(un)making sense

Dimensions variable, performance, installation, 2016

This project is an environment for the rearrangement of language and using recitation as a medium. Much like momentary thoughts swirl around in our heads, this space holds sound: amplifying ephemeral thoughts both sensical and not. By using words and phrases as contextless fragments, new arrangements create new meaning. I began by typing 200 fragments on individual index cards. These cards sat on a tall pine table waiting to be handled by participants. The public was encouraged to handle these cards, rearrange them, switch them out, scramble them up, and edit them - making/unmaking phrases and meaning by placing them on a slender shelf. To document these changes throughout the duration of the project, the words were spoken aloud and amplified, adding to the composition of sound. This sound is live; its made and then its gone. Periodically, once a viewer arranges a phrase, I retrieved it and gave it to the readers. The readers took turns, following precise rules and arrangements, much like a musical score, reciting them aloud. The rules they followed included: repetitions, codas, crescendos, decrescendos, duets, frontwards, backwards, and unison.  

Before the readers spoke, they waited for me to sit down at my Smith-Corona typewriter. Once my fingers were poised, much like an accompanist, I began to punch the keys as they spoke. I typed as fast as I could to record what the readers were saying. This transcription acts as an artifact of the performance of the readers and also it captures the arrangements created by participants. It grew increasingly difficult to transcribe what they were saying as their recitation rules advanced in complexity as they spoke different words at the same time. Once the readers completed their arrangement of rules, I stopped typing. The readers and I paused until a viewer made a new arrangement of fragments on the shelf. During this quiet pause, several audio speakers could be heard. They were placed both high and low, forcing viewers to stretch and bend to listen. They looped different voices reciting more fragments. Seemingly serendipitously, the viewer could hear specific words live from the mouths of the readers and also pre-recorded from the speakers, like an echo across time and space.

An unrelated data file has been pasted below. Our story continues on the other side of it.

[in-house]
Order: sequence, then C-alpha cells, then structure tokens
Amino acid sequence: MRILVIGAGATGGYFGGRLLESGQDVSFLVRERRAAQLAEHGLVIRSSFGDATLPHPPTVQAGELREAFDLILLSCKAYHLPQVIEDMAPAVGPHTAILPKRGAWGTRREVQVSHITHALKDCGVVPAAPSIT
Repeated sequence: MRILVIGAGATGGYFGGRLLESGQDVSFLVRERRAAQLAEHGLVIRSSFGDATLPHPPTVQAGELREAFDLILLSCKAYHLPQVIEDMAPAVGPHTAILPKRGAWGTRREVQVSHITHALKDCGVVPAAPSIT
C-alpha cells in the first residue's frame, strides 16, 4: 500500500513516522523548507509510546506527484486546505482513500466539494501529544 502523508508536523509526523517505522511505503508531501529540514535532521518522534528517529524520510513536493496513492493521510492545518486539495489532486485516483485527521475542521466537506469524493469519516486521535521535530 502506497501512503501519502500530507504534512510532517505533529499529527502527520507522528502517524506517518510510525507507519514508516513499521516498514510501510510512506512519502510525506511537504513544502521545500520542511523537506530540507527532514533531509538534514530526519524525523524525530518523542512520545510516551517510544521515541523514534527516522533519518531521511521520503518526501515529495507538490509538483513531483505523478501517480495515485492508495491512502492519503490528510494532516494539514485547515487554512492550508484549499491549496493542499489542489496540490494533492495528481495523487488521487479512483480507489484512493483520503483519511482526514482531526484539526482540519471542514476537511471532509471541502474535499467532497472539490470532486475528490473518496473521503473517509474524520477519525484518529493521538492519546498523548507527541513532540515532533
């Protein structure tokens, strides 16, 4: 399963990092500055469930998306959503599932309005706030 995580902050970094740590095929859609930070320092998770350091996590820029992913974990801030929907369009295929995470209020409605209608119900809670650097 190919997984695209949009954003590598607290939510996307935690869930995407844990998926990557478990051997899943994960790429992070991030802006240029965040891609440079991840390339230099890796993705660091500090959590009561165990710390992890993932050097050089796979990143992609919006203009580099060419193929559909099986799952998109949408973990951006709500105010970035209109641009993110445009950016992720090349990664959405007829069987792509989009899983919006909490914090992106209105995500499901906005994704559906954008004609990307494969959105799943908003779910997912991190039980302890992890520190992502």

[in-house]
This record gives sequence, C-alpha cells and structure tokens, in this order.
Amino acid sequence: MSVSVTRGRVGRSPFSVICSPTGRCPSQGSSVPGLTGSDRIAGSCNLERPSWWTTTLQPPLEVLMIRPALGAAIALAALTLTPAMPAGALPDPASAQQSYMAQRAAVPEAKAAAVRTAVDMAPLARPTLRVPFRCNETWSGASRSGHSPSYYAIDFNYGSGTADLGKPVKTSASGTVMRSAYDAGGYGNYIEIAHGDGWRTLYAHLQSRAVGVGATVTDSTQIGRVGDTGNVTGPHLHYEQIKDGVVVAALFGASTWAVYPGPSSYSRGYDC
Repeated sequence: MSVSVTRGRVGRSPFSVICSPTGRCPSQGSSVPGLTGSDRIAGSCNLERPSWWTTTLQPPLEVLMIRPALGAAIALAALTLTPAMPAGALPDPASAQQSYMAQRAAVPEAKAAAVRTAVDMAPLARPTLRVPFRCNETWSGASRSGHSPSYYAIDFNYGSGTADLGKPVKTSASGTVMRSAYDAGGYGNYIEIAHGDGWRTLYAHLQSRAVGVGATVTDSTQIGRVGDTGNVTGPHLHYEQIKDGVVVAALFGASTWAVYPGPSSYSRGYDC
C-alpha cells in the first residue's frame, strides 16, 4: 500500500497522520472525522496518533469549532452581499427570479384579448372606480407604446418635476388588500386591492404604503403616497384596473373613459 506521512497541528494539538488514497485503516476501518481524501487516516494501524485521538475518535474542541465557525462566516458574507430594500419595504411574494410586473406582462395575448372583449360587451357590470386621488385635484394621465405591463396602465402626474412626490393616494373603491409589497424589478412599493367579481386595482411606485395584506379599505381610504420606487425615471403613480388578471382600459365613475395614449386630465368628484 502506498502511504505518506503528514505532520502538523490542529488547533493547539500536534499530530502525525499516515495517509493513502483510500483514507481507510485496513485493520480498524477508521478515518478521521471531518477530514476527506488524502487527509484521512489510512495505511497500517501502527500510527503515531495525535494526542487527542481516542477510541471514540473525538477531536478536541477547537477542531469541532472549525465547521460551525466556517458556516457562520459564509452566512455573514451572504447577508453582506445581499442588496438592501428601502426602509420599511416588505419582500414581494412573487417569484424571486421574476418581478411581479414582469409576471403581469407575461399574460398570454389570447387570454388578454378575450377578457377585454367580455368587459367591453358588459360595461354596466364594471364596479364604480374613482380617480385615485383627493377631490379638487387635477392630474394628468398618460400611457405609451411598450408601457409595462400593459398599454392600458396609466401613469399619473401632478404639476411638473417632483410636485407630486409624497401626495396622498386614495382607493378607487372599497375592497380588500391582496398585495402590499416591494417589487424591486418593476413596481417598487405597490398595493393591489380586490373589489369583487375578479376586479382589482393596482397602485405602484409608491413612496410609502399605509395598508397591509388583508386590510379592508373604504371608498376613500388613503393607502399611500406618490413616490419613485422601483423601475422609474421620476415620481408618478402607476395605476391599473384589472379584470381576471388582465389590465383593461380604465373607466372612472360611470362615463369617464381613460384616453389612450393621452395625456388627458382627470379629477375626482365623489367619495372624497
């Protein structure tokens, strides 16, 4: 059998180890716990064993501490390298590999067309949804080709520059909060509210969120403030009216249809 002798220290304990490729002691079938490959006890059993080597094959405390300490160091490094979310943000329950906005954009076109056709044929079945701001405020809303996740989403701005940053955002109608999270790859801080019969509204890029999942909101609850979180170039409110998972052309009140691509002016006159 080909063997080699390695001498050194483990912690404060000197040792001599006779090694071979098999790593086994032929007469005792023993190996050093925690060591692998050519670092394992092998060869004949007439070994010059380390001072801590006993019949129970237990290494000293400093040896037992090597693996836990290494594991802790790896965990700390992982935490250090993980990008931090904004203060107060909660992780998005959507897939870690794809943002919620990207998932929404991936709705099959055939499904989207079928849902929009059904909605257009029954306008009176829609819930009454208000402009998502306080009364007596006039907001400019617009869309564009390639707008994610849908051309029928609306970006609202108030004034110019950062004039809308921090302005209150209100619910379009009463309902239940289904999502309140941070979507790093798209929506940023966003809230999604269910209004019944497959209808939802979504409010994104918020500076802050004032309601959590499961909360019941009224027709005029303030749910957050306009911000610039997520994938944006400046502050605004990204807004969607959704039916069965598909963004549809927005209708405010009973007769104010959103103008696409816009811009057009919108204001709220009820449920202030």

The last element of the installation was a pile of words typed on paper. Participants were encouraged to use the provided words and pin them directly to the wall creating poetry/phrases/stories by addition (much like novelty magnetic poetry sets for refrigerators). Throughout the project, this piece grew in size as words were continually added. 

*Many thanks to readers, Kate Gordon and Caroline Bugby